However, in the mist of our hardships, God has heard the cries of the Chin victims with the ears of UNHCR officers and many sympathetic countries, who offer their helping hands to us. A great number of us will hopefully be resettled to countries overflowing with milk and honey. There we will receive God’s blessings. We will also suck the milk of education in various fields. We will be improved and filled up with novel thoughts, ideologies, technologies, and the like. We will build a newly transformed community. We will be a new community, a community of God, a people of God, a people of righteousness, a people of love. We will be like a company of bees, not like the butterflies that live individually. We must not be like the butterflies that suck nectar for their own enjoyment and do not bring anything home for their children, for their fellows. We must be like the bees who diligently work in cooperation for their company—the hive—that stores a lot of sweet honey that signifies helpfulness and benevolence. With the various kinds of blessings we will rebuild our land, our people. We will make our Chinland a land on the hill, a city on the hill, and our people a people of God, love and justice.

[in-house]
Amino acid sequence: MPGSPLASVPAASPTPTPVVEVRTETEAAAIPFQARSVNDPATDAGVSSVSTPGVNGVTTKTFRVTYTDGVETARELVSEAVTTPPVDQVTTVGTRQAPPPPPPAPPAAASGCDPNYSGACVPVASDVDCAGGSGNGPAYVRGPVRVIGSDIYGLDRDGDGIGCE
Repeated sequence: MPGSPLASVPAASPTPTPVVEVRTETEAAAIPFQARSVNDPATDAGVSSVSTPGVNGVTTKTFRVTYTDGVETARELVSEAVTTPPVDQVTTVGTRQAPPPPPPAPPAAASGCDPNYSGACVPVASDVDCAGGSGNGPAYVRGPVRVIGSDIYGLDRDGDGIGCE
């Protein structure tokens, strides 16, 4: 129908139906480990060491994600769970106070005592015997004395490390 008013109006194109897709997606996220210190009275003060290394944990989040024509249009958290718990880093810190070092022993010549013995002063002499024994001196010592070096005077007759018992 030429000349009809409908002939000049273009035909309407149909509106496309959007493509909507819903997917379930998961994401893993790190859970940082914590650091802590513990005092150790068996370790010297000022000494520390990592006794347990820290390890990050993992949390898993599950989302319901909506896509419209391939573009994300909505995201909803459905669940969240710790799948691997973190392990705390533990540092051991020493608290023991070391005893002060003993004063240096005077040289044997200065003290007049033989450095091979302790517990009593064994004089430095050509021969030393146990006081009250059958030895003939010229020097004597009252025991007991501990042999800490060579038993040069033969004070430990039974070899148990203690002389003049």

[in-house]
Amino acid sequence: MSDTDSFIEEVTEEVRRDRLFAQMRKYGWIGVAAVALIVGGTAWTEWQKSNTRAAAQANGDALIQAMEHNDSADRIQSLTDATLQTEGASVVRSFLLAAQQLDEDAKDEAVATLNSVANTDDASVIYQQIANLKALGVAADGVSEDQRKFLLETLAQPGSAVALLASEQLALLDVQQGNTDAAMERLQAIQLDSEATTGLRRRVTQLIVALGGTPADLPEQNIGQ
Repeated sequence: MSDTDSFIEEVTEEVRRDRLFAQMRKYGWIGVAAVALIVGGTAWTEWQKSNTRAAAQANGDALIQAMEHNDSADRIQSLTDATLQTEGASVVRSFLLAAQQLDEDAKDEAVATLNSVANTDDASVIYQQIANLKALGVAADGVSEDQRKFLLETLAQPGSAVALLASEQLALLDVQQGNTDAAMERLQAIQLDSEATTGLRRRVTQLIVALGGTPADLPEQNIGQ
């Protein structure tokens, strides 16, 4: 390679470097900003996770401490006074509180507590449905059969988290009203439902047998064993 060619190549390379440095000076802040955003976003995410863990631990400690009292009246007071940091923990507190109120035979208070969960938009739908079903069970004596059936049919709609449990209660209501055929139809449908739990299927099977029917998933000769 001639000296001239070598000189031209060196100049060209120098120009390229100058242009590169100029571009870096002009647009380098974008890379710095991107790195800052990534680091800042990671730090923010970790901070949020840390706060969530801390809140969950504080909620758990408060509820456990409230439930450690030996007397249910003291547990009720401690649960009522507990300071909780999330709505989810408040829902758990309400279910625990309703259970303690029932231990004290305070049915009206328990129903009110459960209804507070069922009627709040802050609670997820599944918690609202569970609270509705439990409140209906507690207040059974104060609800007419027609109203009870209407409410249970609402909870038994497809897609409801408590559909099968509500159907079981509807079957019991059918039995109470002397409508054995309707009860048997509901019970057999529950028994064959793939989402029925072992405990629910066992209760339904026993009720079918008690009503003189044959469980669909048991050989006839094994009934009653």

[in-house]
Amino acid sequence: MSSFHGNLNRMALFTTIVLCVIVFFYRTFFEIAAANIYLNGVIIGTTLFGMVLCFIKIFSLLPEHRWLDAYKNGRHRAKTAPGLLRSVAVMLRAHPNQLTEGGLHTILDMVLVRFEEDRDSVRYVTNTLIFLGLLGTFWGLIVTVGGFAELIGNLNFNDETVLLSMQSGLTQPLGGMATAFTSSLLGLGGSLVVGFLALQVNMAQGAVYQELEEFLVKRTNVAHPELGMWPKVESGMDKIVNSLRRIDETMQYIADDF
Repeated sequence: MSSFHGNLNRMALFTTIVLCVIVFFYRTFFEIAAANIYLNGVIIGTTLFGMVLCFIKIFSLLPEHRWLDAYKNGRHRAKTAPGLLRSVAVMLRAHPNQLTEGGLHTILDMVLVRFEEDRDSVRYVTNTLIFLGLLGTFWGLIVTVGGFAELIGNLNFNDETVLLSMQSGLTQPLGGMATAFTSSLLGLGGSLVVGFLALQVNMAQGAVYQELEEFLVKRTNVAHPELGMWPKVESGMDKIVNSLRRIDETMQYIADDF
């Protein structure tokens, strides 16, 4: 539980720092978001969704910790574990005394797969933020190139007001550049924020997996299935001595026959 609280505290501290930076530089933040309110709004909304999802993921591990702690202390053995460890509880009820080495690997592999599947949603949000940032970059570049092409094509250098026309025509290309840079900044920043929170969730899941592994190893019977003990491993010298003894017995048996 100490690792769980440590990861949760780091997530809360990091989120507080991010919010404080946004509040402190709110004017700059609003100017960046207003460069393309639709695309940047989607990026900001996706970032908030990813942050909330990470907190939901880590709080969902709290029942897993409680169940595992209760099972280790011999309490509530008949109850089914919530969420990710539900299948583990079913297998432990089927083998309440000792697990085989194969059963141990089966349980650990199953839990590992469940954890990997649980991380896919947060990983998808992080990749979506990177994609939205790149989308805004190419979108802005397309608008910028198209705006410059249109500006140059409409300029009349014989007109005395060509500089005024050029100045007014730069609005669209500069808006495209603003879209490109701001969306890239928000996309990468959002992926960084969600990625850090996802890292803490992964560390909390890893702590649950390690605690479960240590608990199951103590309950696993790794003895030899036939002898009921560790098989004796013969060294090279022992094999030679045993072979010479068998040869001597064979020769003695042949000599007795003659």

There is hope for the future that the gate of a peaceful Chinland may be open to the expatriates. Then the recorded names of the returnees and the contributors will be called out. When the roll is called then, our names will be there in the list and we will be there.
1This Act, issued by the Revolutionary Council and renewed by the present government, was read to me when I was called up over to the District Peace and Development Council Officer, Falam, while I was editor of a monthly religious periodical TABC Authawng (Voice of TABC).
By Siang Nawl
The author is a volunteer teacher with the Chin Student Organization which runs informal community schools for refugee children in Kuala Lumpur, Malaysia. He could be reached at [email protected].